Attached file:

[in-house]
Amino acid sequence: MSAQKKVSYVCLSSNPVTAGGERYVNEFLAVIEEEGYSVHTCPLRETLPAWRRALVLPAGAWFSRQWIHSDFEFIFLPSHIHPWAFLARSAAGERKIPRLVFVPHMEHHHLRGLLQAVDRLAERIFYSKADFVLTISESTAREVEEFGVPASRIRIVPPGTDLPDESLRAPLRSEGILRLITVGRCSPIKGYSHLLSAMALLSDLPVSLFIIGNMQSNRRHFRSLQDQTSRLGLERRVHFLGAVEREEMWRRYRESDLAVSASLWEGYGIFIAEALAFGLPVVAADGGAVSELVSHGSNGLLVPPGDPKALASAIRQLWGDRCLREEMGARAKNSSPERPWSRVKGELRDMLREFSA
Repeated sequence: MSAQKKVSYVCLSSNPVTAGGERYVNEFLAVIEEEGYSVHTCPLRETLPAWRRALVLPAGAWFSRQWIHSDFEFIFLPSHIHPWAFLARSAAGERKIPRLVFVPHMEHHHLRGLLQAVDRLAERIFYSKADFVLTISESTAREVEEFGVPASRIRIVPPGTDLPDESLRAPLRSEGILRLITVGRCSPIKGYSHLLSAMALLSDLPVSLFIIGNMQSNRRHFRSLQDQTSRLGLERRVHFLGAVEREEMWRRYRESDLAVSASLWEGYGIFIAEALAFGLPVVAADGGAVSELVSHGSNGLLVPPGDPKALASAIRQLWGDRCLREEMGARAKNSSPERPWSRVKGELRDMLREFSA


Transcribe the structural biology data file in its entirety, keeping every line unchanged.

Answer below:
[in-house]
Amino acid sequence: MSAQKKVSYVCLSSNPVTAGGERYVNEFLAVIEEEGYSVHTCPLRETLPAWRRALVLPAGAWFSRQWIHSDFEFIFLPSHIHPWAFLARSAAGERKIPRLVFVPHMEHHHLRGLLQAVDRLAERIFYSKADFVLTISESTAREVEEFGVPASRIRIVPPGTDLPDESLRAPLRSEGILRLITVGRCSPIKGYSHLLSAMALLSDLPVSLFIIGNMQSNRRHFRSLQDQTSRLGLERRVHFLGAVEREEMWRRYRESDLAVSASLWEGYGIFIAEALAFGLPVVAADGGAVSELVSHGSNGLLVPPGDPKALASAIRQLWGDRCLREEMGARAKNSSPERPWSRVKGELRDMLREFSA
Repeated sequence: MSAQKKVSYVCLSSNPVTAGGERYVNEFLAVIEEEGYSVHTCPLRETLPAWRRALVLPAGAWFSRQWIHSDFEFIFLPSHIHPWAFLARSAAGERKIPRLVFVPHMEHHHLRGLLQAVDRLAERIFYSKADFVLTISESTAREVEEFGVPASRIRIVPPGTDLPDESLRAPLRSEGILRLITVGRCSPIKGYSHLLSAMALLSDLPVSLFIIGNMQSNRRHFRSLQDQTSRLGLERRVHFLGAVEREEMWRRYRESDLAVSASLWEGYGIFIAEALAFGLPVVAADGGAVSELVSHGSNGLLVPPGDPKALASAIRQLWGDRCLREEMGARAKNSSPERPWSRVKGELRDMLREFSA